The stocking of Apple Creek is a special treat for all who participate. Come along next time and join in on the fun!

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Fly Tying

The chapter has conducted or sponsored a number of fly tying events for members, from beginners to advanced tiers. Some of our monthly chapter meetings have been devoted to fly tying. Also, small groups sessions have been arranged for more intensive instruction for fly tiers.

The chapter has purchased a dozen fly tying kits with tying materials to loan out to beginning tiers. Also, once per year, usually February or March, the chapter holds its monthly chapter meeting in conjunction with John Rochus’ fly tying get-together, at the Sippo Lake Library building in Canton. The three hour long meeting includes a session where expert fly tiers demonstrate how to tie selected patterns. Members and guests bring along their vises, tools and materials and learn to tie these patterns.

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Macroinvertebrate Surveys

Beginning in 2012, chapter members have been sampling Apple Creek for macroinvertebrates at 2 sites one to two times a year. Sampling tools are dip nets and kick seines.

A diverse array of invertebrates has been recorded, especially those taxa (mayflies, caddis flies and stoneflies) sensitive to water pollutants. An assessment of macroinvertebrate diversity is used to calculate a pollution index of stream water quality . in Apple Creek. In all surveys at both sites, water quality has registered as excellent.

Macroinvertebrates in Apple Creek serve as a major food source for stocked trout and serve as indicators to fly fishermen what fly patterns can be successfully fished.

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Fly Fishing Clinics

Apple Creek at Grosjean Park in Wooster has been stocked with rainbow and brown trout starting in 2005.  Since 2012, the October stocking has been coupled with a free fly-fishing clinic for novice and beginner anglers.

Prior to the clinics, the stream is stocked with large brown trout and rainbow trout. The cost of purchasing trout is from an Outdoor Education Grant provided by the Ohio Division of Wildlife, funds from the City of Wooster and the CFRTU chapter.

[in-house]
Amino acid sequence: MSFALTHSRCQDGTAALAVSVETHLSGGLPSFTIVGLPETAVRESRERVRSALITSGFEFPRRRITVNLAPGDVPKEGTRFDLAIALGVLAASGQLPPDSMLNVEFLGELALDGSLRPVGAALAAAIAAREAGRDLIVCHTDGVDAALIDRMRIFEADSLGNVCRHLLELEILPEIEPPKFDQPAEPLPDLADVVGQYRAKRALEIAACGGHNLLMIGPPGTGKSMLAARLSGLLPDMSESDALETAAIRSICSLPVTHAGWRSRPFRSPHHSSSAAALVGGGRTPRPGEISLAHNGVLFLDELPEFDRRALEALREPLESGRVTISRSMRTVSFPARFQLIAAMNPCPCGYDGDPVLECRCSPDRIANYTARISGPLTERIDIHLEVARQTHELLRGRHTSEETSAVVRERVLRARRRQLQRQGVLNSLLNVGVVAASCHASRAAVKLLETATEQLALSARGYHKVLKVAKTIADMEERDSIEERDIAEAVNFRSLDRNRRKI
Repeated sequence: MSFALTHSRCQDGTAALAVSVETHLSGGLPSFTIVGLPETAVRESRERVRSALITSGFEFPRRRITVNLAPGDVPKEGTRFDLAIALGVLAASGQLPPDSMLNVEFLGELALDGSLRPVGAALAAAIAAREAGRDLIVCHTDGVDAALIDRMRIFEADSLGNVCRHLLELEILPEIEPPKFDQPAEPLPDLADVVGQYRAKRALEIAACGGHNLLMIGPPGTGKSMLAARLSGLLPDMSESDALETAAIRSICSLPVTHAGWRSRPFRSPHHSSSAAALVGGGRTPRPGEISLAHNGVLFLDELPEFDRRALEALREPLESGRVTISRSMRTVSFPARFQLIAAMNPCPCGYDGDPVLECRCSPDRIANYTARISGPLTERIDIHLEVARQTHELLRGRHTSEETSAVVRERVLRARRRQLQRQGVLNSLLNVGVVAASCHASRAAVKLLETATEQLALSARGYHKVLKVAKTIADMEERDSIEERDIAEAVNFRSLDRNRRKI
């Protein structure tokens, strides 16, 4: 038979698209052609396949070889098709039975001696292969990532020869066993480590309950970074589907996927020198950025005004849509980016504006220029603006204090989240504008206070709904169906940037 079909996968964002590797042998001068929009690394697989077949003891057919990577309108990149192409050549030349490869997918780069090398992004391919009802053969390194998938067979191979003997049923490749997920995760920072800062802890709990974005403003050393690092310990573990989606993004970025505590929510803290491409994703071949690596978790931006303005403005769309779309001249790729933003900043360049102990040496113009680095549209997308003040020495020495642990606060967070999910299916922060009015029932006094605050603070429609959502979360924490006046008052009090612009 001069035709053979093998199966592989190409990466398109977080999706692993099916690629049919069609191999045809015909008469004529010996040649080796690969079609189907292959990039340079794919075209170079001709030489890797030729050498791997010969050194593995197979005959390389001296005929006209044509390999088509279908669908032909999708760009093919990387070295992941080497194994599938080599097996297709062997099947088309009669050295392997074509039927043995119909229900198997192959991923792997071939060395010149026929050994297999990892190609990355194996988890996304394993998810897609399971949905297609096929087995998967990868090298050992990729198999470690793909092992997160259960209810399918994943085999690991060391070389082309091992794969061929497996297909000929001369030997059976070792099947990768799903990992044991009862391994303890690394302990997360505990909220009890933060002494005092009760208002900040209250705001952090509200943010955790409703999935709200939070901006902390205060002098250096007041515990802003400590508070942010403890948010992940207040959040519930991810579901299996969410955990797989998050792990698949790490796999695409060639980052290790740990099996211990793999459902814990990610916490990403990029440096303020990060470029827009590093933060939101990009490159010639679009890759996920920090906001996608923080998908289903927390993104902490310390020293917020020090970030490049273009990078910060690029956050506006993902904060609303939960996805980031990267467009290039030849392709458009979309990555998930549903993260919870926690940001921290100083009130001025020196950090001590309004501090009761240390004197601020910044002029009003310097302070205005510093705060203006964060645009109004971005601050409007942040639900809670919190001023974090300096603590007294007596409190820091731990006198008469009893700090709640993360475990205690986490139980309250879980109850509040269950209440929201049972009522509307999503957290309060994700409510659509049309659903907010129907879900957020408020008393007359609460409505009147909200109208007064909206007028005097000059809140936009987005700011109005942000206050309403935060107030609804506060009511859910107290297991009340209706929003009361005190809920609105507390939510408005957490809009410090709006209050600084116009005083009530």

The clinic is open to adults and kids 12 years of age and older. A parent or responsible adult must accompany kids under 16. Those 16 years and older must possess a valid Ohio fishing license. We encourage family members to participate. The clinics are held from 1 until 4 p.m. on  Saturday and Sunday afternoons. There is a limit of 20 participants for each clinic.

The clinics will familiarize participants with fly fishing tackle and flies, how to cast a fly line, fish a fly, and to hook, play,  land and release trout safely back into the stream.  Fly fishing tackle, flies, and waders are provided for those who need them. Instructors are experienced fly anglers from the CFRTU chapter. All fishing is Catch & Release to help sustain the fishery.

Look under Home Waters, Apple Creek for a map showing how to get to Apple Creek and Grosjean Park.

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Wounded Warriors

Wounded Warrior Project (WWP) is a charity and veterans service organization that offers a variety of programs, services and events for wounded veterans of the military actions following September 11, 2001. It operates as a nonprofit 501(c)(3) organization.

Each fall, the Chapter teams up with Dan Longnecker, owner of Little Pickerel Creek Farm in Castalia, to provide volunteers for a two-day, fly fishing and pheasant hunting program. We support the fly fishing program held on the first day.

We meet the Wounded Warriors at the DOW fish hatchery in Castalia where we fish the heavily stocked Cold Creek for rainbow trout. We provide all of the fly fishing tackle and flies and a dozen or so of our chapter members instruct the Warriors on how to cast a fly line, fish a fly and how to hook, play and land a trout. The fish are harvested and prepared for a cookout that evening.

This is a fabulous event. Everyone is all smiles at the end of the day!